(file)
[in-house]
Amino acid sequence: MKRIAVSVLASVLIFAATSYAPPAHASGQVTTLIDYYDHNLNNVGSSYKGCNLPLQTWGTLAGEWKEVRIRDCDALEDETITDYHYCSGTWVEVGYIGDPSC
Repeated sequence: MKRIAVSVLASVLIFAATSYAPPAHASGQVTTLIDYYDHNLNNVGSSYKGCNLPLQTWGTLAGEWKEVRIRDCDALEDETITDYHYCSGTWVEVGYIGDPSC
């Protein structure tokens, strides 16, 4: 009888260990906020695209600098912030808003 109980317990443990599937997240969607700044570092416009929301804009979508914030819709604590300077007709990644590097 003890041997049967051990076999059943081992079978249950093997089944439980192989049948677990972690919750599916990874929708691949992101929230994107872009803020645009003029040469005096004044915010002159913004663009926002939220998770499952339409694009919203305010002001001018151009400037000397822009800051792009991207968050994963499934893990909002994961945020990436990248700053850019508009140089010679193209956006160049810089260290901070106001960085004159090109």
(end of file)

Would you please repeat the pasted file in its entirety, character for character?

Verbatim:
[in-house]
Amino acid sequence: MKRIAVSVLASVLIFAATSYAPPAHASGQVTTLIDYYDHNLNNVGSSYKGCNLPLQTWGTLAGEWKEVRIRDCDALEDETITDYHYCSGTWVEVGYIGDPSC
Repeated sequence: MKRIAVSVLASVLIFAATSYAPPAHASGQVTTLIDYYDHNLNNVGSSYKGCNLPLQTWGTLAGEWKEVRIRDCDALEDETITDYHYCSGTWVEVGYIGDPSC
């Protein structure tokens, strides 16, 4: 009888260990906020695209600098912030808003 109980317990443990599937997240969607700044570092416009929301804009979508914030819709604590300077007709990644590097 003890041997049967051990076999059943081992079978249950093997089944439980192989049948677990972690919750599916990874929708691949992101929230994107872009803020645009003029040469005096004044915010002159913004663009926002939220998770499952339409694009919203305010002001001018151009400037000397822009800051792009991207968050994963499934893990909002994961945020990436990248700053850019508009140089010679193209956006160049810089260290901070106001960085004159090109």